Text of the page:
Blowing in the Wind: Photos by Wayne D. King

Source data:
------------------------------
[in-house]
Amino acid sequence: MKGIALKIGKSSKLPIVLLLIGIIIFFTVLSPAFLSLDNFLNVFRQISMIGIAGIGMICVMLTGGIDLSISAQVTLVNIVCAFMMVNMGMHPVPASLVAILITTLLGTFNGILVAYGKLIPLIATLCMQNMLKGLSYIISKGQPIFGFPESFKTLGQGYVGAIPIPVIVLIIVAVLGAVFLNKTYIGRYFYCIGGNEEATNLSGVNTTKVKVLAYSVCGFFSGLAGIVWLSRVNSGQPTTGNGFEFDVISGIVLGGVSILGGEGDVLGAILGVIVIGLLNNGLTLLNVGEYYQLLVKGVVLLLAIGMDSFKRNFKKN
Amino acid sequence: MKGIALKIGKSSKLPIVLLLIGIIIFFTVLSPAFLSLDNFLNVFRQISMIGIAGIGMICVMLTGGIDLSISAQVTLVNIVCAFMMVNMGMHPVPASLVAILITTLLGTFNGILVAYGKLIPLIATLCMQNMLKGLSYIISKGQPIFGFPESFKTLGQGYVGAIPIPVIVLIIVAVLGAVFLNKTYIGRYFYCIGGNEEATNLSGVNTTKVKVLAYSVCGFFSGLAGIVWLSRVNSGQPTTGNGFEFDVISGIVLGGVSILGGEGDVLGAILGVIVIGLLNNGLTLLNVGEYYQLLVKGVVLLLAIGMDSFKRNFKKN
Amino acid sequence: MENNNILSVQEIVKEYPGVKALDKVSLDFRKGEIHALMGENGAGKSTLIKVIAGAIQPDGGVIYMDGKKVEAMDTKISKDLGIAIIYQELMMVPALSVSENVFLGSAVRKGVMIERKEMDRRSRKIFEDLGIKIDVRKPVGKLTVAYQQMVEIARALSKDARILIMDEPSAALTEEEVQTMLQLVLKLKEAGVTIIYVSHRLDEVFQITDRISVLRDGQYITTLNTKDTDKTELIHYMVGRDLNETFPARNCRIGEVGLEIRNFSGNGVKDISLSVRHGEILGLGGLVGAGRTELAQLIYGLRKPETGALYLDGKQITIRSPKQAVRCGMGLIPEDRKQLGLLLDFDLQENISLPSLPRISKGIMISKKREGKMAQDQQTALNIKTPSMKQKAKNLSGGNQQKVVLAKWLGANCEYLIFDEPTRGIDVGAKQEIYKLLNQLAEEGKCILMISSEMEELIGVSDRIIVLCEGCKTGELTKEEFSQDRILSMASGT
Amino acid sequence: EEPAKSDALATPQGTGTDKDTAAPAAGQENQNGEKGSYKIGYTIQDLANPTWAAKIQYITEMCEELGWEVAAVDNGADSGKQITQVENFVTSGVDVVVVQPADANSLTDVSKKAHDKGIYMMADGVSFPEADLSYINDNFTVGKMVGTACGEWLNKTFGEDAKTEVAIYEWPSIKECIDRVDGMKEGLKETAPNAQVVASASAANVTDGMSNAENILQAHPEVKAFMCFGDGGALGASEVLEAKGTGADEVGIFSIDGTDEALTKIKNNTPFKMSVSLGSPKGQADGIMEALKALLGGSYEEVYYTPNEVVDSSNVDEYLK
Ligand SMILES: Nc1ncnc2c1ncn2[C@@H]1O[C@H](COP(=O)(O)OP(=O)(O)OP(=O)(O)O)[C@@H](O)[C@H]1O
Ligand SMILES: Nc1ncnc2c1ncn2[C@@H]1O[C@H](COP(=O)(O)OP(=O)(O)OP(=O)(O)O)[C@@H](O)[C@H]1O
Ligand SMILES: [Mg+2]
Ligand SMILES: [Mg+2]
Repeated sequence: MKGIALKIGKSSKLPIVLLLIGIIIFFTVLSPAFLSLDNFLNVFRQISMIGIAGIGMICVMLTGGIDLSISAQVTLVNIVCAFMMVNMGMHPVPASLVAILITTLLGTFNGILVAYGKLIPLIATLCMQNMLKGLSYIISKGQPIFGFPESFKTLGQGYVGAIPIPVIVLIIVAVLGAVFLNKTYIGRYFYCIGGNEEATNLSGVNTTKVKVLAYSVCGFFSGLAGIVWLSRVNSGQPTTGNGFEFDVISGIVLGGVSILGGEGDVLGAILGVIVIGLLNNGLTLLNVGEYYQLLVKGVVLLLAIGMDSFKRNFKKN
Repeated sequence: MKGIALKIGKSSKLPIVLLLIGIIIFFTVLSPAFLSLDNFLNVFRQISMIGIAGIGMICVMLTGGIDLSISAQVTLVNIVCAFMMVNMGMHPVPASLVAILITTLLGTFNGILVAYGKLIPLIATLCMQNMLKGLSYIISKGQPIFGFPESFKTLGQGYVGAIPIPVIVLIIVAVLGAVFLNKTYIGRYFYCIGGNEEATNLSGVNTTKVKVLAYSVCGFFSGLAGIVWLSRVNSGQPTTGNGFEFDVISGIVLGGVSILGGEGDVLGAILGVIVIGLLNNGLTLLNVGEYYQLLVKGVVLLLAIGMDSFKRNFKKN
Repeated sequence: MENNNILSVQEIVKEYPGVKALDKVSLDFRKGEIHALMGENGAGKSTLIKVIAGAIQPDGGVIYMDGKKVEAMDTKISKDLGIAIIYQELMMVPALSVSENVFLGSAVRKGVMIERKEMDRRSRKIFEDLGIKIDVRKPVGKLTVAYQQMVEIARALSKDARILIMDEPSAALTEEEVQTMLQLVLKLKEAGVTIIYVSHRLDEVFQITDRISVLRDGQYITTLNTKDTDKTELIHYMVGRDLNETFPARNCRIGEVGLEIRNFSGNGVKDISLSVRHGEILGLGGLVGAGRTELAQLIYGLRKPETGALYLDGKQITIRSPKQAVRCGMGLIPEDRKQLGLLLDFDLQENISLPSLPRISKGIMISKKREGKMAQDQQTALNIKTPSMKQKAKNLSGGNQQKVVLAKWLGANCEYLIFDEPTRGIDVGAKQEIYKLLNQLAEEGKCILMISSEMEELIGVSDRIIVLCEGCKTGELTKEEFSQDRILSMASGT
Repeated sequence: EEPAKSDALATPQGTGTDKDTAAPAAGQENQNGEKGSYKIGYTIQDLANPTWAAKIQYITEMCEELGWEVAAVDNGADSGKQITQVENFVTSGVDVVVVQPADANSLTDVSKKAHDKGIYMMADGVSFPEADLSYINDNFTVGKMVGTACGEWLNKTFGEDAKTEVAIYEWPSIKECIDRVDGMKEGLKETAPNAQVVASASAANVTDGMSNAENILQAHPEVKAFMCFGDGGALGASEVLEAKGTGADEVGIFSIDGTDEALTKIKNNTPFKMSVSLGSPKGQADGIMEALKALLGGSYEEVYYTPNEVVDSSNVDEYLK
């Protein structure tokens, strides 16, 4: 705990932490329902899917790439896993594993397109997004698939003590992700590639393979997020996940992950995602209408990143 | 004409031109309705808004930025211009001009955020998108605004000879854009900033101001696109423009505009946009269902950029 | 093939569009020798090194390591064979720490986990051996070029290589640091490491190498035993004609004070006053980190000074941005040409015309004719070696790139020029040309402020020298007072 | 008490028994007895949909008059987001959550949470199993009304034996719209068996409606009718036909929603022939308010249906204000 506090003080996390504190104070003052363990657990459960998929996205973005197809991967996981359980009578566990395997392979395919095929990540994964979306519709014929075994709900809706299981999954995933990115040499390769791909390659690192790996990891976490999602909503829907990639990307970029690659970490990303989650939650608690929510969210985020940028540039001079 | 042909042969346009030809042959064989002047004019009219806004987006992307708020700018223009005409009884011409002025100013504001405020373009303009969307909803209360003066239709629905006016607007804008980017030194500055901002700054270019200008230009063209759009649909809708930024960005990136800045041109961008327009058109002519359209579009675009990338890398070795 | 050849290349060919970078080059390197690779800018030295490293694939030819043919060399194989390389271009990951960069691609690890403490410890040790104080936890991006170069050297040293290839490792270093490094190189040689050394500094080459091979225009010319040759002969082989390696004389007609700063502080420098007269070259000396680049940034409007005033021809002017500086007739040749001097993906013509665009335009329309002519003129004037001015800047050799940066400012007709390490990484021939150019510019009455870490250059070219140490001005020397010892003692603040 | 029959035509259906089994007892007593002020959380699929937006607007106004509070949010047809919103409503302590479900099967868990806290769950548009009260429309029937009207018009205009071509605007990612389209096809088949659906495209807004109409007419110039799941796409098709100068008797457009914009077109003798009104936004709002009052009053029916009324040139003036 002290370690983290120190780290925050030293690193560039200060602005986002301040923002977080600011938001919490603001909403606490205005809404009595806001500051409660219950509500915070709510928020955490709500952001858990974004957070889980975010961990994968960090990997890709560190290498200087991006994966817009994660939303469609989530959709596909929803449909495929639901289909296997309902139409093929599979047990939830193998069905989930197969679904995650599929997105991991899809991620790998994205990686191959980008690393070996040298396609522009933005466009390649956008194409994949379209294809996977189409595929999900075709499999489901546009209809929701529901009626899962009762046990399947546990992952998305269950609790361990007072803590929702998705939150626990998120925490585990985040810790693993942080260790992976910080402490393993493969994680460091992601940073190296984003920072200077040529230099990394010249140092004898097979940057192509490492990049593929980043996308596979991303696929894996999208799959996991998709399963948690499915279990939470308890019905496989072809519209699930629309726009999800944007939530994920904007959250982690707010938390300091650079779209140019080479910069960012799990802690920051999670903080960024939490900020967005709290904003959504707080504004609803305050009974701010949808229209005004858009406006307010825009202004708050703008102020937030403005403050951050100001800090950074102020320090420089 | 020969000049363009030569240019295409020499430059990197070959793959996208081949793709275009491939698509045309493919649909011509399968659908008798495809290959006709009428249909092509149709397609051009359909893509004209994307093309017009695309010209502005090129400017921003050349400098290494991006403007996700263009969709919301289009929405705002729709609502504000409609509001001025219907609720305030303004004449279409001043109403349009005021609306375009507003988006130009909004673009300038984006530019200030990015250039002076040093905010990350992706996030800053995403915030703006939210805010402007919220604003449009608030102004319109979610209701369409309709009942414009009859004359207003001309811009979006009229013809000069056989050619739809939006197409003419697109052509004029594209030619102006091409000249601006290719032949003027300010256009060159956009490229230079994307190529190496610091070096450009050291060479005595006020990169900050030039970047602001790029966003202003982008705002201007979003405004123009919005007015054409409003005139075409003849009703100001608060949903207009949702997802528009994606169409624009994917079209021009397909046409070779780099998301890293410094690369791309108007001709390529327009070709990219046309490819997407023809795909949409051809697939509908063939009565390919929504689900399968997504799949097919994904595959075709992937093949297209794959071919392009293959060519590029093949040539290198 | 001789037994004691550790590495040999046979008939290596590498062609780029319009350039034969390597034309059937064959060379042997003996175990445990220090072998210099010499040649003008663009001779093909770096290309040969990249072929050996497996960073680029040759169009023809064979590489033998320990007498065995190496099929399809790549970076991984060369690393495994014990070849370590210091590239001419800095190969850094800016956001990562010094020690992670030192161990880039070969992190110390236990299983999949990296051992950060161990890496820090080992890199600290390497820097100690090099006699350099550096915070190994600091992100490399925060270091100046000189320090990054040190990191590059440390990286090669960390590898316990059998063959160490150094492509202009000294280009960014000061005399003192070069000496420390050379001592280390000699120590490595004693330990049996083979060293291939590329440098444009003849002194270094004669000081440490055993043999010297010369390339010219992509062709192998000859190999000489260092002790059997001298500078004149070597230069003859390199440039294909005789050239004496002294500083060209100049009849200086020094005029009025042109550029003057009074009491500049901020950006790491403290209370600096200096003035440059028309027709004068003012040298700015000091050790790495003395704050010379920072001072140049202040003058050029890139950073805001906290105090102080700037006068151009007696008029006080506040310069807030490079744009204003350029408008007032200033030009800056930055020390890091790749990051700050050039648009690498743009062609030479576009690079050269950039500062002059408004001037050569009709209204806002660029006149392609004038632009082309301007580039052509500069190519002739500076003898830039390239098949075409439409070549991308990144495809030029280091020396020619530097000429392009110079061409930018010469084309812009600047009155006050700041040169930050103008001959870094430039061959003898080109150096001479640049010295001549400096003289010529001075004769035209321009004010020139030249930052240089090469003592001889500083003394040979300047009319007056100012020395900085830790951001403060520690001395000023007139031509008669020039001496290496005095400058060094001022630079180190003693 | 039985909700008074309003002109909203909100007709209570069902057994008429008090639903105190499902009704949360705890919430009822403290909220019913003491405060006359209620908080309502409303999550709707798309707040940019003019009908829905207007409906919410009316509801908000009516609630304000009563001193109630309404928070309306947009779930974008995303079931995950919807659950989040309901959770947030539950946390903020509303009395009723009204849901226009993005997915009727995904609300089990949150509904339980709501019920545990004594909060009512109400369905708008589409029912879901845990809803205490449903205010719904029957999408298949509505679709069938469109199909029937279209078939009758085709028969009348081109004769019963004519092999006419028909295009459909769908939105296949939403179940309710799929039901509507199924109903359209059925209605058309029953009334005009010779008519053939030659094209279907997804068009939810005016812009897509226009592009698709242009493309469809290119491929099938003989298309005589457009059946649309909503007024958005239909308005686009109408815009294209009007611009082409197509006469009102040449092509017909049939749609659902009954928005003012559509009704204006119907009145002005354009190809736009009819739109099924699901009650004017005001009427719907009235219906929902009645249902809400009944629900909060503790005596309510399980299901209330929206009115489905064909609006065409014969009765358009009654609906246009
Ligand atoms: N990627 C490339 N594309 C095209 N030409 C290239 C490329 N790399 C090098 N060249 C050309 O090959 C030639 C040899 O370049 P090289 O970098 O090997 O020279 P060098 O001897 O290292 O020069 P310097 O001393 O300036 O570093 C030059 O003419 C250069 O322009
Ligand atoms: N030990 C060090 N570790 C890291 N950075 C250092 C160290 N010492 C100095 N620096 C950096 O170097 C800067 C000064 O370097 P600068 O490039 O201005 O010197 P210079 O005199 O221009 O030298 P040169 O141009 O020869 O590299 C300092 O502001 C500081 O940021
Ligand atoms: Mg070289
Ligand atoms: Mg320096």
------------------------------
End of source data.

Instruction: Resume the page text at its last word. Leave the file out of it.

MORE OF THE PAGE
I am drawn to laundry. Not to the doing of it, although there is a tepid satisfaction in that, but rather, the representation of laundry in art. It takes me back to childhood, where as a 10-year old, the only household chore I liked was hanging the laundry in my urban backyard. At eye level, for pinning the clothes to line, the best moment involved tall wooden poles that hooked the clothesline into a groove at the top. An upward thrust of the pole, bottom anchored in the grass, and that laundry scooted overhead and flapped in the wind. The sheets became sails. Those are the memories evoked by Wayne D. King's photographs in his exhibition at Dartmouth-Hitchcock Medical Center.Poetry in the mundane, I said to him, in describing my affinity for what some may see as the humblest of subjects. A half-dozen pieces of this collection feature washing on clotheslines. No doubt there is an ecological point in the choice of drying clothes in the wind and sun. King sees these photographs in part as "an invitation to engage one another in a dialog about saving the planet." For me the colors, the shapes formed by billowing cloth, the felt weight of the clothes on the line are the draw. The compositions are at once simple yet careful, and the use of color is sometimes sparing and just right. Laundry is not the only theme. There is a different example of the interplay between clothing and the wind in Billowing Skirt (pictured at top). Perhaps in a field next to an off-camera clothesline is the black and white Conversation. Others, like Cornflower and Ghost Train, are surrealistically hued. Though King has said that his friends have occasionally advised him to "leave the photos alone," he is sometimes compelled to rework and enhance them before he is satisfied with a new and final product. Some of the work on display has a local, New England feel; King lives in Rumney, NH. But his website shows that he has more than a nodding acquaintance with Africa, where he has photographed various subjects, including, of course, laundry. His book, Washday, is subtitled "An homage to humanity's shared tradition." It invites another kind of dialogue, one in which we recognize the universality and connection of the simple acts of wearing, washing--and drying--clothes. Given its new multi-artist exhibition, I previously described the medical center as a "hot new art gallery." As part of that exhibition, King's photographs can be seen in the Endoscopy Hallway on the fourth floor at DHMC until the end of March, 2016. Items are for sale; 25% of proceeds benefits the DHMC Arts Program.